Where Unclaimed Stolen and Donated Bikes Go in Penticton – Keremeos Review

It was September 21, 1984, and the City of Penticton had turned lost and found bike duties over to the Penticton Training Center.

But that’s only the beginning of the story. Today, 40 years later, the city’s relationship with The Bike Shop, led by what is now the Penticton and District Society for Community Living, continues to operate and refurbish bikes.

The Industrial Avenue Bike Shop is a thriving center of activity, overseen by Francois Paquet and assisted by four PDSCL clients, who have the opportunity to learn a skill, practice it, and get paid for it .

“Most of our bikes come to us through donations, you know the kids left home – maybe 15 years ago now – and people are cleaning out their garages and the bikes are still there,” Paquet says, who worked for the PDSCL. for three years after a life in the bike business, including running his own shop in Ucluelet. “And we have older people who are upgrading, buying e-bikes, and so they’re donating to us.”

If they are in good condition, they are refreshed and put up for sale; irreparable bikes are disassembled for parts, which can be sold, then the remaining pieces are recycled, down to tires.

On Monday mornings, there are usually a fair number of bikes left outside the front door for Paquet and his team to run through and assess their condition. This is also when bikes without papers are put in isolation for 90 days.

Donations, however, aren’t the only source of inventory for Paquet and his crew. The City of Penticton’s By-Law Department is also providing more stock from bikes they were unable to return to owners.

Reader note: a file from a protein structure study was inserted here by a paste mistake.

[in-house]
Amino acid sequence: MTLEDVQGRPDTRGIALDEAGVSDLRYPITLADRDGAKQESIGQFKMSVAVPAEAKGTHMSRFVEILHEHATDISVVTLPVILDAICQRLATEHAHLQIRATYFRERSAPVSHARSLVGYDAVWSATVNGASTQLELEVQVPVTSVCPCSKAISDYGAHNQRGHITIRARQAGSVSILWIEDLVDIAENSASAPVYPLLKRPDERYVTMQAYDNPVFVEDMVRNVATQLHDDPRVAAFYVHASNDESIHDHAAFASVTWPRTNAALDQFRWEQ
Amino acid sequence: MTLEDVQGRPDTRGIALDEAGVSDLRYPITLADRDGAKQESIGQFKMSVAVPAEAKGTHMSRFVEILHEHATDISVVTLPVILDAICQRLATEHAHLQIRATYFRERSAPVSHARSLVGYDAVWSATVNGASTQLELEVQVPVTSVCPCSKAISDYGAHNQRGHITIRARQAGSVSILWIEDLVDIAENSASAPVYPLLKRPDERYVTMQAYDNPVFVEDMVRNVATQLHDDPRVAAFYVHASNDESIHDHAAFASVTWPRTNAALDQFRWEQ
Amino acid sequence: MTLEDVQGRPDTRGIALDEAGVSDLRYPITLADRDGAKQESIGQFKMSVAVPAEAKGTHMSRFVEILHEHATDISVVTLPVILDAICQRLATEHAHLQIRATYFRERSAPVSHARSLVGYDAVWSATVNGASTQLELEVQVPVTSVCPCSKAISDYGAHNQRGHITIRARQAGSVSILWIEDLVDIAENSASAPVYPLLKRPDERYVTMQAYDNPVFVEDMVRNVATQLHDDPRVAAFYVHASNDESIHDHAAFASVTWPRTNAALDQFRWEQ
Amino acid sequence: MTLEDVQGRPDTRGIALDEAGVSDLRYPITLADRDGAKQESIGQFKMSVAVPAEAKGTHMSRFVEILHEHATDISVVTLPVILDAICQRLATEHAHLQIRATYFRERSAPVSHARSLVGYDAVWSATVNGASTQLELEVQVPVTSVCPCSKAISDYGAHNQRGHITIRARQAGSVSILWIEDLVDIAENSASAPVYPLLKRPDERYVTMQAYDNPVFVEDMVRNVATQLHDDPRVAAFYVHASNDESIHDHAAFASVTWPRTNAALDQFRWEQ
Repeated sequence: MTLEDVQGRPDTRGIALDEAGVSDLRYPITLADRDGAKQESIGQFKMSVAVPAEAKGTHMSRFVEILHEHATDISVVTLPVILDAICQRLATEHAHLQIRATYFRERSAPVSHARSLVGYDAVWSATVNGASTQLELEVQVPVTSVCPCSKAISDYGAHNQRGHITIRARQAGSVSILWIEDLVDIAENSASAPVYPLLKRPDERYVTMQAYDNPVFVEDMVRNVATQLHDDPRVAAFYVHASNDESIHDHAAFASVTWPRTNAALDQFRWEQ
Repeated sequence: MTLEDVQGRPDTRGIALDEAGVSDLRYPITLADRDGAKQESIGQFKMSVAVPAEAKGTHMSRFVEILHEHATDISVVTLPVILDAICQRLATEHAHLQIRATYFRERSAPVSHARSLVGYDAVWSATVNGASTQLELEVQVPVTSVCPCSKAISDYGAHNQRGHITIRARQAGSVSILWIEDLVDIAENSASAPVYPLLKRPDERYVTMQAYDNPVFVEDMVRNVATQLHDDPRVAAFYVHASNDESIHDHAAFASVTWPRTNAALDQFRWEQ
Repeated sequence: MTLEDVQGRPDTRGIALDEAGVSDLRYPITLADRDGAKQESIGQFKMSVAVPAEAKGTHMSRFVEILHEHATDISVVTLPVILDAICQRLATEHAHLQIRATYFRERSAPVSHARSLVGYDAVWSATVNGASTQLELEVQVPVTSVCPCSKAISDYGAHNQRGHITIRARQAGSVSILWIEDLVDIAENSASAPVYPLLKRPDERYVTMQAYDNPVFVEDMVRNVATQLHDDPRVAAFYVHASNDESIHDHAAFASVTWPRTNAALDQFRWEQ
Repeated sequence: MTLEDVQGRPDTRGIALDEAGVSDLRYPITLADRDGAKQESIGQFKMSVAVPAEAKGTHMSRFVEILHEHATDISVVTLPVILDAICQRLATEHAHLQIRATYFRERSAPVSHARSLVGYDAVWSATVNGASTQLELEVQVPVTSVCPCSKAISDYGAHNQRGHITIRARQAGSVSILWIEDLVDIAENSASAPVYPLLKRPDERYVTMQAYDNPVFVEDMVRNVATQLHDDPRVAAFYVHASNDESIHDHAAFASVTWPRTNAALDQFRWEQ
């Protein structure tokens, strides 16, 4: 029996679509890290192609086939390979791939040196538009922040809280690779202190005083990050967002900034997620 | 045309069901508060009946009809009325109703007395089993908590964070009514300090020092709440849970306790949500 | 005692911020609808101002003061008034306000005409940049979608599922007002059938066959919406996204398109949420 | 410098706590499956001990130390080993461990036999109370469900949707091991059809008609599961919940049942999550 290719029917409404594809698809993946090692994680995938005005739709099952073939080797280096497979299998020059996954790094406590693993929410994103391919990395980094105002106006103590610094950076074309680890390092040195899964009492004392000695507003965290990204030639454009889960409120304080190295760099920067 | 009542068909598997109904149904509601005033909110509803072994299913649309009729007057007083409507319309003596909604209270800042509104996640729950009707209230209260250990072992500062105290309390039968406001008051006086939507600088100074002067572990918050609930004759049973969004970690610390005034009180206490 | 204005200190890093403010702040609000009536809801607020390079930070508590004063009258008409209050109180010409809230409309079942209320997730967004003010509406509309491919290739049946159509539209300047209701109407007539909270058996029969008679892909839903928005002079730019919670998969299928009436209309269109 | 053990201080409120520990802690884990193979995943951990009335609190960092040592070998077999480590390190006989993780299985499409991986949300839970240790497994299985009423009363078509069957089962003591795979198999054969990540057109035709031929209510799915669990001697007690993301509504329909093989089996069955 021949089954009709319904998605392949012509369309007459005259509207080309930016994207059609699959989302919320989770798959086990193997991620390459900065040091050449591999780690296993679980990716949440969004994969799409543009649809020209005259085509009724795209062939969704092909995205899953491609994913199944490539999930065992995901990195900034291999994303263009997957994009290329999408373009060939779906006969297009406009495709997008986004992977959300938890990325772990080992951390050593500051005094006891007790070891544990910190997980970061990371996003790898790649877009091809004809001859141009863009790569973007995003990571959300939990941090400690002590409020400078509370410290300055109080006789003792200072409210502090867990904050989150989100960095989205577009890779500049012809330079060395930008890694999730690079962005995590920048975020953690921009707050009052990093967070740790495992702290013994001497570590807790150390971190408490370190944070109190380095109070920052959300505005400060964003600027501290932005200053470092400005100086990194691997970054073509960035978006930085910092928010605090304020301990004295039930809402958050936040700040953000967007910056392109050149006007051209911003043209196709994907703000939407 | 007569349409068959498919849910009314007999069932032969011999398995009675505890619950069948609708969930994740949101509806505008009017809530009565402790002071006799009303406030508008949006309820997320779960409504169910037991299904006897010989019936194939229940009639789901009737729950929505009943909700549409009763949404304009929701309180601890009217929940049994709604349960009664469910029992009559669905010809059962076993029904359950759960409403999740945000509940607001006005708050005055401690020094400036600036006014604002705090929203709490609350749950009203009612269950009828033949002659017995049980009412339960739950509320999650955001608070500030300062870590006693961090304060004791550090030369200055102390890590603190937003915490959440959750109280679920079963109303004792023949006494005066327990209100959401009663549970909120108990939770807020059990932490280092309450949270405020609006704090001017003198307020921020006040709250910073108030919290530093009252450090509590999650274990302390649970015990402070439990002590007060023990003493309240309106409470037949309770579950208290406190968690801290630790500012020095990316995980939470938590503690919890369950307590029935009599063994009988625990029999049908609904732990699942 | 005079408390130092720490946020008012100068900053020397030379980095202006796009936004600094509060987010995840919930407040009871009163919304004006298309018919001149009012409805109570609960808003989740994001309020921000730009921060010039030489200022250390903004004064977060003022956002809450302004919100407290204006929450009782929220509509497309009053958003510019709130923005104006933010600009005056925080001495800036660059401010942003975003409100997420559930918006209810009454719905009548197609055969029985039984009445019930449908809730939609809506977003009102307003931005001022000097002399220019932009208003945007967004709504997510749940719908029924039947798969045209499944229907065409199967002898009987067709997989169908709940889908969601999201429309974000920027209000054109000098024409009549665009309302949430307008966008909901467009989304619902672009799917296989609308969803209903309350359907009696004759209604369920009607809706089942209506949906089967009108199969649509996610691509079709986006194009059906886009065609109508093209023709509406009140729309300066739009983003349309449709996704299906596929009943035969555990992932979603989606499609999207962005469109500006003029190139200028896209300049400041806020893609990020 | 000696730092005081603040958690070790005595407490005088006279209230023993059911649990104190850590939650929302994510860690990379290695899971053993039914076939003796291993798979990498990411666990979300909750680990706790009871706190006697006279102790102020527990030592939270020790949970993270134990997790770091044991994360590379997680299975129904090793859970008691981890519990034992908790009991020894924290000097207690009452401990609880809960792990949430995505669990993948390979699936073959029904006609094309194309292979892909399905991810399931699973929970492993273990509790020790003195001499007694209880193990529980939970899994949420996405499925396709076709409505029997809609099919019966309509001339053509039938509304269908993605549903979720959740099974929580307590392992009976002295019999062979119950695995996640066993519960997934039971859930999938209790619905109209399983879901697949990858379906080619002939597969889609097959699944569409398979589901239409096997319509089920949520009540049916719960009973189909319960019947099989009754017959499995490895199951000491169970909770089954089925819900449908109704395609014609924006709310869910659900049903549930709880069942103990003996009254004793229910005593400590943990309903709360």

Lost or stolen bike?

The first step is to make sure you register your bike with Project 529, if you haven’t already.

“We encourage everyone to sign up with Project 529 and register all their bikes so they can return them if we come across them,” says Tina Mercier, Claims Services Manager. “It’s a very useful tool that allows us to collect and return the bikes.”

But if you haven’t yet registered your bike and it’s stolen, you must report it to the RCMP immediately so that it can be placed in the Canadian Police Information Center (CPIC) database.

Claims Services manages recovered bikes through CPIC and if no match is found, they hold the bike for 30 days.

If you have lost your bike or it has been stolen and you think City Services may have it, you can call 250-490-2440 and, once you have provided a detailed description of your property, arrangements will be made to return it.

The City has limited capacity to store bicycles, so municipal services keep them for 30 days and then hand them over to the PDSCL.

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